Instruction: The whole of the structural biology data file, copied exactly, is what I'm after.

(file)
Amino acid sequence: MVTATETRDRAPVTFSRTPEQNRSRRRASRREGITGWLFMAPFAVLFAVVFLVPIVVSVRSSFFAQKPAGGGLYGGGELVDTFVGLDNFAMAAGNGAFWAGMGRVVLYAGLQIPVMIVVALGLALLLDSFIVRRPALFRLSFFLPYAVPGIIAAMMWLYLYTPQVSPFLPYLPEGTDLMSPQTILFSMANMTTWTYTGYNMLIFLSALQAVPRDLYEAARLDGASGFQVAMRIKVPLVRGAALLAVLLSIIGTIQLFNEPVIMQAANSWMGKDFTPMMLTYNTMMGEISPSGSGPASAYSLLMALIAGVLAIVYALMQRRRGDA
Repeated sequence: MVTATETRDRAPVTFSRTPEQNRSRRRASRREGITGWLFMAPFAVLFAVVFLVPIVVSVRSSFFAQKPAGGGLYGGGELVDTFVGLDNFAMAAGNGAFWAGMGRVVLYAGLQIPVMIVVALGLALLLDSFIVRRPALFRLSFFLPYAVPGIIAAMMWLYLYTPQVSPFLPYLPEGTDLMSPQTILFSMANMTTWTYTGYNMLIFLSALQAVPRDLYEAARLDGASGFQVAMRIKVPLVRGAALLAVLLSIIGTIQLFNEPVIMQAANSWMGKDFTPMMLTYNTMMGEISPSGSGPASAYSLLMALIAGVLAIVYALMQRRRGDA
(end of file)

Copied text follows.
Amino acid sequence: MVTATETRDRAPVTFSRTPEQNRSRRRASRREGITGWLFMAPFAVLFAVVFLVPIVVSVRSSFFAQKPAGGGLYGGGELVDTFVGLDNFAMAAGNGAFWAGMGRVVLYAGLQIPVMIVVALGLALLLDSFIVRRPALFRLSFFLPYAVPGIIAAMMWLYLYTPQVSPFLPYLPEGTDLMSPQTILFSMANMTTWTYTGYNMLIFLSALQAVPRDLYEAARLDGASGFQVAMRIKVPLVRGAALLAVLLSIIGTIQLFNEPVIMQAANSWMGKDFTPMMLTYNTMMGEISPSGSGPASAYSLLMALIAGVLAIVYALMQRRRGDA
Repeated sequence: MVTATETRDRAPVTFSRTPEQNRSRRRASRREGITGWLFMAPFAVLFAVVFLVPIVVSVRSSFFAQKPAGGGLYGGGELVDTFVGLDNFAMAAGNGAFWAGMGRVVLYAGLQIPVMIVVALGLALLLDSFIVRRPALFRLSFFLPYAVPGIIAAMMWLYLYTPQVSPFLPYLPEGTDLMSPQTILFSMANMTTWTYTGYNMLIFLSALQAVPRDLYEAARLDGASGFQVAMRIKVPLVRGAALLAVLLSIIGTIQLFNEPVIMQAANSWMGKDFTPMMLTYNTMMGEISPSGSGPASAYSLLMALIAGVLAIVYALMQRRRGDA